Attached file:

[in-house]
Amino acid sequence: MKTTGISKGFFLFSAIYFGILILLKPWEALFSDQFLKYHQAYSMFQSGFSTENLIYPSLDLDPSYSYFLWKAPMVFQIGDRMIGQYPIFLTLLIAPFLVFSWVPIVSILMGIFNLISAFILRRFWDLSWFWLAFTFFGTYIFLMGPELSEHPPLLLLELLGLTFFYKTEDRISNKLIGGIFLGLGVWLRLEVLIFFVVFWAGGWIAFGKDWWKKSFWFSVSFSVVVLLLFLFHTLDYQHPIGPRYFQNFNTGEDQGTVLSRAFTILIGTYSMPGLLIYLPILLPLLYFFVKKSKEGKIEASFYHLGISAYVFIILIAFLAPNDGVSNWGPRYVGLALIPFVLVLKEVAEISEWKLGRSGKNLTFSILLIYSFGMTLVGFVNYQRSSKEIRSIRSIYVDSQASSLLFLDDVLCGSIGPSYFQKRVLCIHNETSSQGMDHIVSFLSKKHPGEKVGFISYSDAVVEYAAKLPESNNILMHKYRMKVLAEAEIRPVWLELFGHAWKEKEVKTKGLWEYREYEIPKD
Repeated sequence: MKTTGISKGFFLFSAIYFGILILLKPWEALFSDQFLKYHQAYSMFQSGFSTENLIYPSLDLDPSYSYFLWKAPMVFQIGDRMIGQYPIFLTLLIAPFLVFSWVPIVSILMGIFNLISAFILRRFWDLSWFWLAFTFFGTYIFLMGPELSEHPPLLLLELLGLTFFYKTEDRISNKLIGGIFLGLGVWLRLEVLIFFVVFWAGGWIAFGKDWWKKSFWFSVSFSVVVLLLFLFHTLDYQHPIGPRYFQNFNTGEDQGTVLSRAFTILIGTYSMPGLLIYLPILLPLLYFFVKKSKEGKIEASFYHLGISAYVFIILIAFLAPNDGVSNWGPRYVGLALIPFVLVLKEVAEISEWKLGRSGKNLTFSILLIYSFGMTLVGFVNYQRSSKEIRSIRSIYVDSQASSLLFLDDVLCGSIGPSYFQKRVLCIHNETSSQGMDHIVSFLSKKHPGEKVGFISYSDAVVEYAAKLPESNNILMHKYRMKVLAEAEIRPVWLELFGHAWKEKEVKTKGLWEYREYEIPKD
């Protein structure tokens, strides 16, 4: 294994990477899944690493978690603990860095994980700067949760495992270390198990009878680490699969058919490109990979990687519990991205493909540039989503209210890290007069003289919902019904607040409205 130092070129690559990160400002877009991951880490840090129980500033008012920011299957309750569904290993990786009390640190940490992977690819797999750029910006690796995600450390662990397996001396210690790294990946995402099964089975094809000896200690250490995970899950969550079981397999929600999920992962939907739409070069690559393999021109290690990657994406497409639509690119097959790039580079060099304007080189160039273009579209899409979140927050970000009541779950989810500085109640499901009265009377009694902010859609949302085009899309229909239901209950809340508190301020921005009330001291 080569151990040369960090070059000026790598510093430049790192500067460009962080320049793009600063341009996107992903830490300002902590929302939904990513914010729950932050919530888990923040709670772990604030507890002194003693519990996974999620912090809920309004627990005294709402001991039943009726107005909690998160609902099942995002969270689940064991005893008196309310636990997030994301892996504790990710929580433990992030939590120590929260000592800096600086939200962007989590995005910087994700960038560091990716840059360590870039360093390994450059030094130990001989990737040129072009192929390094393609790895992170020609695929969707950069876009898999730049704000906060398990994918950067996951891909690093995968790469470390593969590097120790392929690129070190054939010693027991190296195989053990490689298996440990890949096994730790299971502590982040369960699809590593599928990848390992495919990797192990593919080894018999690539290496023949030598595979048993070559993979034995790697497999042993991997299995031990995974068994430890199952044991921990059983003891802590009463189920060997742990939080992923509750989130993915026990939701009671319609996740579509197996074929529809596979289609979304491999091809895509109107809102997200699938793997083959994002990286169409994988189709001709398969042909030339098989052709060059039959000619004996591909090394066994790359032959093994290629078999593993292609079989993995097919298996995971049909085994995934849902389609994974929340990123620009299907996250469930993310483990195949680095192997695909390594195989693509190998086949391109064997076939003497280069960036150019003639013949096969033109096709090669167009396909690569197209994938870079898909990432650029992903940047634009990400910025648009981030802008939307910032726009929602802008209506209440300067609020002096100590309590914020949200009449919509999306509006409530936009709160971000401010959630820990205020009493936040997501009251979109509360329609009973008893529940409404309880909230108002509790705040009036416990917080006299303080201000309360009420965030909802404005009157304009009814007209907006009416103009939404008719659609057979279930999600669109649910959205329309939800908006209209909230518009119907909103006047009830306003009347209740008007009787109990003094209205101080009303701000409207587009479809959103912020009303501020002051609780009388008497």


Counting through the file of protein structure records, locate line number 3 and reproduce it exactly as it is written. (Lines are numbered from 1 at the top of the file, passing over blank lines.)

Repeated sequence: MKTTGISKGFFLFSAIYFGILILLKPWEALFSDQFLKYHQAYSMFQSGFSTENLIYPSLDLDPSYSYFLWKAPMVFQIGDRMIGQYPIFLTLLIAPFLVFSWVPIVSILMGIFNLISAFILRRFWDLSWFWLAFTFFGTYIFLMGPELSEHPPLLLLELLGLTFFYKTEDRISNKLIGGIFLGLGVWLRLEVLIFFVVFWAGGWIAFGKDWWKKSFWFSVSFSVVVLLLFLFHTLDYQHPIGPRYFQNFNTGEDQGTVLSRAFTILIGTYSMPGLLIYLPILLPLLYFFVKKSKEGKIEASFYHLGISAYVFIILIAFLAPNDGVSNWGPRYVGLALIPFVLVLKEVAEISEWKLGRSGKNLTFSILLIYSFGMTLVGFVNYQRSSKEIRSIRSIYVDSQASSLLFLDDVLCGSIGPSYFQKRVLCIHNETSSQGMDHIVSFLSKKHPGEKVGFISYSDAVVEYAAKLPESNNILMHKYRMKVLAEAEIRPVWLELFGHAWKEKEVKTKGLWEYREYEIPKD